Earth Imaging Journal: Remote Sensing, Satellite Images, Satellite Imagery
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NASA’s IMERG storm-total rain accumulation over parts of Grand Bahama and Abaco islands exceeded 24 inches, according to NASA satellite-based estimates. The graphic also shows the distance that tropical-storm force (39 mph) winds extend from Hurricane Dorian’s low-pressure center, as reported by the National Hurricane Center. The symbols H and TS represent a hurricane of various Saffir-Simpson categories or a tropical storm, respectively. (Credit: NASA Goddard)

In the early hours of Sept. 3, 2019, Hurricane Dorian had been stationary over the island of Grand Bahama for 18 hours, most of the time as a category 5 hurricane. Storm-total rain accumulation over parts of Grand Bahama and Abaco Islands exceeded 24 inches, according to NASA satellite-based estimates.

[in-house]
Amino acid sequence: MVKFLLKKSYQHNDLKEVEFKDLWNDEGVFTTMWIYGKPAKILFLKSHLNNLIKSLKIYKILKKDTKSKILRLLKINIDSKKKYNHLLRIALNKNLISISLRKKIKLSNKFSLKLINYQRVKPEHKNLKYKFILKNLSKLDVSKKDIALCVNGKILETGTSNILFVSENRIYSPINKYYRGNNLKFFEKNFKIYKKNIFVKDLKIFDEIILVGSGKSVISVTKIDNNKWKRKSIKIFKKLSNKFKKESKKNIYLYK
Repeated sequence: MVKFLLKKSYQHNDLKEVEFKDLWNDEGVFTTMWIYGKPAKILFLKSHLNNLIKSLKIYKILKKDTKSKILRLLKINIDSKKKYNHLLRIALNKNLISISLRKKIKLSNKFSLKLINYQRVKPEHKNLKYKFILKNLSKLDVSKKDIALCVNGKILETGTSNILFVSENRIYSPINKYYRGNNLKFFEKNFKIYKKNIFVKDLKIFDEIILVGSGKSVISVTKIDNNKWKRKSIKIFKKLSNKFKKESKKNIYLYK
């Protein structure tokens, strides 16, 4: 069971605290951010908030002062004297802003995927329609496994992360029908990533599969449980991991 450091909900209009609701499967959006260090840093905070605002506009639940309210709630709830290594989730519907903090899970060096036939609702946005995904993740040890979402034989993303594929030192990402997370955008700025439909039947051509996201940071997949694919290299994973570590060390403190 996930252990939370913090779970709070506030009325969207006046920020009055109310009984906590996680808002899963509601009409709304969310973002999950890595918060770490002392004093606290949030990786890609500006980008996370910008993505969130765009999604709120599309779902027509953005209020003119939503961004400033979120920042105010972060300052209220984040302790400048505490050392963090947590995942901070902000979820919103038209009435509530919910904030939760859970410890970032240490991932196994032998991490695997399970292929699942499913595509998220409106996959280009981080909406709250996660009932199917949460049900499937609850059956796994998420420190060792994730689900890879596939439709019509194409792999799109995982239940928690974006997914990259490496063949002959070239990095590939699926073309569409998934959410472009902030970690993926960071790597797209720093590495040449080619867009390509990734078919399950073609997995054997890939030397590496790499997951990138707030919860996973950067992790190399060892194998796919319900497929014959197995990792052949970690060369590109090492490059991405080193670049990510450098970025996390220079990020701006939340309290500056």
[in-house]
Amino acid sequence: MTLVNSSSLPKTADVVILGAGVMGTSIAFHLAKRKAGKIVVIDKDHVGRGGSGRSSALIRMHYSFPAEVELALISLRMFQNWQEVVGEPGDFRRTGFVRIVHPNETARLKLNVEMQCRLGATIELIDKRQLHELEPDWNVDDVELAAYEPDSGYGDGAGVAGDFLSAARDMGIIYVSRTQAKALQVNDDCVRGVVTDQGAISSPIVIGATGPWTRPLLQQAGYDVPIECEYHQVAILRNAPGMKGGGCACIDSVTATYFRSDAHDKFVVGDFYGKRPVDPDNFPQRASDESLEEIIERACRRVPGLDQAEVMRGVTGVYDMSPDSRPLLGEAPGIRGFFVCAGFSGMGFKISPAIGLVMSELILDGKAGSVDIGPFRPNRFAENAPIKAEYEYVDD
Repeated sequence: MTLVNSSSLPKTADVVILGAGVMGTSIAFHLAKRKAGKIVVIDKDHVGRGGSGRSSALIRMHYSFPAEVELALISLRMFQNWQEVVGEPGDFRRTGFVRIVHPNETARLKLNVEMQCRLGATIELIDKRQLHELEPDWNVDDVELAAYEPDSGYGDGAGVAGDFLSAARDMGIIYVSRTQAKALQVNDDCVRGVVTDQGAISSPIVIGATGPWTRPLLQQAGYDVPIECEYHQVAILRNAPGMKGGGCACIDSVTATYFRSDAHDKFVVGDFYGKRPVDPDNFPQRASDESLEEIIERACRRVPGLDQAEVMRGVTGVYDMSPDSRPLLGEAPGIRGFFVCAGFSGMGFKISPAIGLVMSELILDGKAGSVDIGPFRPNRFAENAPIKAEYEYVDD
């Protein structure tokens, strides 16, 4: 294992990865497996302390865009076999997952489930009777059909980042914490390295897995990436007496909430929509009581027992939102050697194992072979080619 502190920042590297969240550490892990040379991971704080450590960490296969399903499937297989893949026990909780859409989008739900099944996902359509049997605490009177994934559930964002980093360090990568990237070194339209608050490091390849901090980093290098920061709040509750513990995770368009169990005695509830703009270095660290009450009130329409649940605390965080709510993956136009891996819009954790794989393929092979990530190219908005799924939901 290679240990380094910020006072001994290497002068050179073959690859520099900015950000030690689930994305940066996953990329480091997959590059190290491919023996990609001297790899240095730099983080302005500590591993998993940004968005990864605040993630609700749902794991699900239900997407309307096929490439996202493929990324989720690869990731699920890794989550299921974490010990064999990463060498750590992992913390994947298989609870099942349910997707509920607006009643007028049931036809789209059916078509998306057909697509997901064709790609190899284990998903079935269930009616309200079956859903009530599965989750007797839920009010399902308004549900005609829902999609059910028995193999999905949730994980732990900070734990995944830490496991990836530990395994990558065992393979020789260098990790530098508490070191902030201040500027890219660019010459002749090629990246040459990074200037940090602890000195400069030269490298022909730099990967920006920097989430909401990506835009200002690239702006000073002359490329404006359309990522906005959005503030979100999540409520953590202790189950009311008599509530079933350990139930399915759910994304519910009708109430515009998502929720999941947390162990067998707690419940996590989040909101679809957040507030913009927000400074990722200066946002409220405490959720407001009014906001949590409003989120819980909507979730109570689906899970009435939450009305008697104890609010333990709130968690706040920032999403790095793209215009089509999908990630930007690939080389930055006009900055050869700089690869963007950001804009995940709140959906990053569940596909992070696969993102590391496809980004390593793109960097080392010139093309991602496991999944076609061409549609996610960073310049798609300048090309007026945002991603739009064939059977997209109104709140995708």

These rain estimates come from the NASA IMERG algorithm, which combines observations from a fleet of satellites, in near-real-time, to provide global estimates of precipitation every 30 minutes. The storm-total rainfall at a particular location varies with the forward speed of the hurricane, with the size of the hurricane’s wind field, and with how vigorous the updrafts are inside the hurricane’s eyewall.

IMERG, or the Integrated Multi-satellitE Retrievals for GPM (IMERG) data product, is generated by NASA’s Precipitation Processing System every half hour with a 6-hour latency from the time of data acquisition. It’s produced using data from the satellites in the GPM or Global Precipitation Measurement mission constellation of satellites, and is calibrated with measurements from the GPM Core Observatory as well as rain gauge networks around the world.

 

 

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